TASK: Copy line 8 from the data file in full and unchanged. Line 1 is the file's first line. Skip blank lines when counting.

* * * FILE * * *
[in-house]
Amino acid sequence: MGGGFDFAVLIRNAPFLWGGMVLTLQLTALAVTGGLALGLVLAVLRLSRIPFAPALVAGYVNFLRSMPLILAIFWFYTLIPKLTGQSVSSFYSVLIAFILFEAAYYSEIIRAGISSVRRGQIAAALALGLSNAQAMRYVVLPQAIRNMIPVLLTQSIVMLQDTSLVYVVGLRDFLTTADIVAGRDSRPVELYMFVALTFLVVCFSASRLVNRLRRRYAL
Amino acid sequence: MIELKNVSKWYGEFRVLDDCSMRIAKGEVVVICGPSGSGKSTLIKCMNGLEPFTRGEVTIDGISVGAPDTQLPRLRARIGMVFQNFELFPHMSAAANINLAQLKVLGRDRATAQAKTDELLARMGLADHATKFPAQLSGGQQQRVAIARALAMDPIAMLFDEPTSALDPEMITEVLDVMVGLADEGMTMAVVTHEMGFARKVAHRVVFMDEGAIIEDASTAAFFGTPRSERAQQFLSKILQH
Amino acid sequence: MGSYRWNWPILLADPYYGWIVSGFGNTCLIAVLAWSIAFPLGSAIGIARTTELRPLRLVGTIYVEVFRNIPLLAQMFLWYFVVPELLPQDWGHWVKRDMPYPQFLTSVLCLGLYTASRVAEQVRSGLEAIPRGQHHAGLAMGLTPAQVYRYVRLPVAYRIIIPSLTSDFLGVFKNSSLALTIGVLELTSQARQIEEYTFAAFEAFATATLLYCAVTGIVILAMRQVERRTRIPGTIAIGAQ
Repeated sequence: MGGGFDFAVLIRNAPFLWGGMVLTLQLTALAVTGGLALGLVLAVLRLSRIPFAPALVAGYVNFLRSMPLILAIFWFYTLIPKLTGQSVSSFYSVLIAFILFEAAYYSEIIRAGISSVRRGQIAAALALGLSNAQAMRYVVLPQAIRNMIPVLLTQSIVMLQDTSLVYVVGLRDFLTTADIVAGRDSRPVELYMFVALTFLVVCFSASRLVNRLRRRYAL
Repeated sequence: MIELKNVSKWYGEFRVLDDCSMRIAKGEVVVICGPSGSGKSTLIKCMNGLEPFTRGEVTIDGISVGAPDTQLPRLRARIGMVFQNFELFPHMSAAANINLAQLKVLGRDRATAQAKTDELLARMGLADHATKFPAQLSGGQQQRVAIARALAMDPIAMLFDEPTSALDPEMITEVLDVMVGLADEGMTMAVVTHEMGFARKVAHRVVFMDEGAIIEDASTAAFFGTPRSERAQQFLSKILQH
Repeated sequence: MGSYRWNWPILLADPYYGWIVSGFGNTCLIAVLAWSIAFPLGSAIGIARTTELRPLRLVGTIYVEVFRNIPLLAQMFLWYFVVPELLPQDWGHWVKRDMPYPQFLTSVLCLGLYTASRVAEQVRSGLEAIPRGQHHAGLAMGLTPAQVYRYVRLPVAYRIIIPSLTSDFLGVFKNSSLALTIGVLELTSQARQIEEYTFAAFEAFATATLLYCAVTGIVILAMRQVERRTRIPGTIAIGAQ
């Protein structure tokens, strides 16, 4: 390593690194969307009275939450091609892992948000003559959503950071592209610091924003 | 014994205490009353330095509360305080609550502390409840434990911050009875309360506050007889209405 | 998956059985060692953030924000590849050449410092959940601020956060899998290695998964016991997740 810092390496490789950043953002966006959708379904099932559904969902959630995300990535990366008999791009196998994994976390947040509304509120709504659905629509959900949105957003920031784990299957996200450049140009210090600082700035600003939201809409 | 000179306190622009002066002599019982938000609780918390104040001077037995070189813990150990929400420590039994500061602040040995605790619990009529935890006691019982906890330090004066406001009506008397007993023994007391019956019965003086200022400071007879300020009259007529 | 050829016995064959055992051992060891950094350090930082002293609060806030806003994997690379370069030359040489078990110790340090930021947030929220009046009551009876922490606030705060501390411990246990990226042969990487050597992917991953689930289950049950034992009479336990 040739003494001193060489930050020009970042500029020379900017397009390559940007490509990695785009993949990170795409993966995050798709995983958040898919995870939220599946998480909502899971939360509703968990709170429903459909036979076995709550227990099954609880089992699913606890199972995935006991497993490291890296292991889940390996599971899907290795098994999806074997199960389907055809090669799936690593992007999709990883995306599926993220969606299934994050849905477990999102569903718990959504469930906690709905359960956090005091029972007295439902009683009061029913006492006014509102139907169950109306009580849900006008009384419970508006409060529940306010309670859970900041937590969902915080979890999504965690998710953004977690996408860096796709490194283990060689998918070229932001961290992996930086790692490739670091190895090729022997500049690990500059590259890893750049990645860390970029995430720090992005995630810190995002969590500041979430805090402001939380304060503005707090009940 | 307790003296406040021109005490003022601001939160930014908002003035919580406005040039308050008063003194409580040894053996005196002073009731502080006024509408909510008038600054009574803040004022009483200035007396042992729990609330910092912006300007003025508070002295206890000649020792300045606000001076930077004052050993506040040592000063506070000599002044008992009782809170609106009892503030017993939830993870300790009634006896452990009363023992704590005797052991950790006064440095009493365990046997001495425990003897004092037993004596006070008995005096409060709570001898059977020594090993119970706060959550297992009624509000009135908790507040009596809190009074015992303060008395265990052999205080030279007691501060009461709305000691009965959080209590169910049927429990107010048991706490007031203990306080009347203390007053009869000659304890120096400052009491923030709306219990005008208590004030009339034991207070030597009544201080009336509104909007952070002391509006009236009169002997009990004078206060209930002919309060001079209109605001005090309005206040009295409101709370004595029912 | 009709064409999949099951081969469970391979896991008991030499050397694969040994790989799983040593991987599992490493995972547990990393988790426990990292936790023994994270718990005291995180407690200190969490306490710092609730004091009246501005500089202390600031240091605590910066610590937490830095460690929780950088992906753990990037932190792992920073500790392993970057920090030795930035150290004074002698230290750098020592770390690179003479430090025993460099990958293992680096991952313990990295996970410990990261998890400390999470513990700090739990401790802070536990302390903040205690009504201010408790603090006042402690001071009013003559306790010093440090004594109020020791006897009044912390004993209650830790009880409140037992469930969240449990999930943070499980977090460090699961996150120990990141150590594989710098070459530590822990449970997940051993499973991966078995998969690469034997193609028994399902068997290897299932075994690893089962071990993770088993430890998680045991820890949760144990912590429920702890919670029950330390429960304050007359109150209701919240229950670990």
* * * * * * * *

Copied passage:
């Protein structure tokens, strides 16, 4: 390593690194969307009275939450091609892992948000003559959503950071592209610091924003 | 014994205490009353330095509360305080609550502390409840434990911050009875309360506050007889209405 | 998956059985060692953030924000590849050449410092959940601020956060899998290695998964016991997740 810092390496490789950043953002966006959708379904099932559904969902959630995300990535990366008999791009196998994994976390947040509304509120709504659905629509959900949105957003920031784990299957996200450049140009210090600082700035600003939201809409 | 000179306190622009002066002599019982938000609780918390104040001077037995070189813990150990929400420590039994500061602040040995605790619990009529935890006691019982906890330090004066406001009506008397007993023994007391019956019965003086200022400071007879300020009259007529 | 050829016995064959055992051992060891950094350090930082002293609060806030806003994997690379370069030359040489078990110790340090930021947030929220009046009551009876922490606030705060501390411990246990990226042969990487050597992917991953689930289950049950034992009479336990 040739003494001193060489930050020009970042500029020379900017397009390559940007490509990695785009993949990170795409993966995050798709995983958040898919995870939220599946998480909502899971939360509703968990709170429903459909036979076995709550227990099954609880089992699913606890199972995935006991497993490291890296292991889940390996599971899907290795098994999806074997199960389907055809090669799936690593992007999709990883995306599926993220969606299934994050849905477990999102569903718990959504469930906690709905359960956090005091029972007295439902009683009061029913006492006014509102139907169950109306009580849900006008009384419970508006409060529940306010309670859970900041937590969902915080979890999504965690998710953004977690996408860096796709490194283990060689998918070229932001961290992996930086790692490739670091190895090729022997500049690990500059590259890893750049990645860390970029995430720090992005995630810190995002969590500041979430805090402001939380304060503005707090009940 | 307790003296406040021109005490003022601001939160930014908002003035919580406005040039308050008063003194409580040894053996005196002073009731502080006024509408909510008038600054009574803040004022009483200035007396042992729990609330910092912006300007003025508070002295206890000649020792300045606000001076930077004052050993506040040592000063506070000599002044008992009782809170609106009892503030017993939830993870300790009634006896452990009363023992704590005797052991950790006064440095009493365990046997001495425990003897004092037993004596006070008995005096409060709570001898059977020594090993119970706060959550297992009624509000009135908790507040009596809190009074015992303060008395265990052999205080030279007691501060009461709305000691009965959080209590169910049927429990107010048991706490007031203990306080009347203390007053009869000659304890120096400052009491923030709306219990005008208590004030009339034991207070030597009544201080009336509104909007952070002391509006009236009169002997009990004078206060209930002919309060001079209109605001005090309005206040009295409101709370004595029912 | 009709064409999949099951081969469970391979896991008991030499050397694969040994790989799983040593991987599992490493995972547990990393988790426990990292936790023994994270718990005291995180407690200190969490306490710092609730004091009246501005500089202390600031240091605590910066610590937490830095460690929780950088992906753990990037932190792992920073500790392993970057920090030795930035150290004074002698230290750098020592770390690179003479430090025993460099990958293992680096991952313990990295996970410990990261998890400390999470513990700090739990401790802070536990302390903040205690009504201010408790603090006042402690001071009013003559306790010093440090004594109020020791006897009044912390004993209650830790009880409140037992469930969240449990999930943070499980977090460090699961996150120990990141150590594989710098070459530590822990449970997940051993499973991966078995998969690469034997193609028994399902068997290897299932075994690893089962071990993770088993430890998680045991820890949760144990912590429920702890919670029950330390429960304050007359109150209701919240229950670990």